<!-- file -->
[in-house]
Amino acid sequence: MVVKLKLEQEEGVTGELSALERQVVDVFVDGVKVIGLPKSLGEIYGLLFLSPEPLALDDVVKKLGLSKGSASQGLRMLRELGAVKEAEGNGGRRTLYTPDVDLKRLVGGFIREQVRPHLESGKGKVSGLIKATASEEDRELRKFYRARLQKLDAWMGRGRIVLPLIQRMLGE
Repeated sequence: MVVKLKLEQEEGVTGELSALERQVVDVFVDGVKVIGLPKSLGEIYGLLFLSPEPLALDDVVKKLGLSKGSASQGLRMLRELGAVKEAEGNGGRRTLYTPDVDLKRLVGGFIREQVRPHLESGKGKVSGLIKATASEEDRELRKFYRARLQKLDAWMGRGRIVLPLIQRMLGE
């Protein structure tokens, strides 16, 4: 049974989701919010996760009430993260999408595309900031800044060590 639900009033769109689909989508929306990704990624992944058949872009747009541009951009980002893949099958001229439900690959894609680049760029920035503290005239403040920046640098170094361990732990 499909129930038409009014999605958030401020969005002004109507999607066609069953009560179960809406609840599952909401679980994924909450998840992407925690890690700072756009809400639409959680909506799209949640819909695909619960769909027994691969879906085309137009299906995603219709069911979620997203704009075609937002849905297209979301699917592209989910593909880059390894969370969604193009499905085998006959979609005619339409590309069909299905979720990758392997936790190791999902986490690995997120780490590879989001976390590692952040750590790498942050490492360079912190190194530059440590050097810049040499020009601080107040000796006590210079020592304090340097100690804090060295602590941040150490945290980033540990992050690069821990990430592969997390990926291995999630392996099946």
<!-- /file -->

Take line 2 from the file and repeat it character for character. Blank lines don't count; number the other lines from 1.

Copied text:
Amino acid sequence: MVVKLKLEQEEGVTGELSALERQVVDVFVDGVKVIGLPKSLGEIYGLLFLSPEPLALDDVVKKLGLSKGSASQGLRMLRELGAVKEAEGNGGRRTLYTPDVDLKRLVGGFIREQVRPHLESGKGKVSGLIKATASEEDRELRKFYRARLQKLDAWMGRGRIVLPLIQRMLGE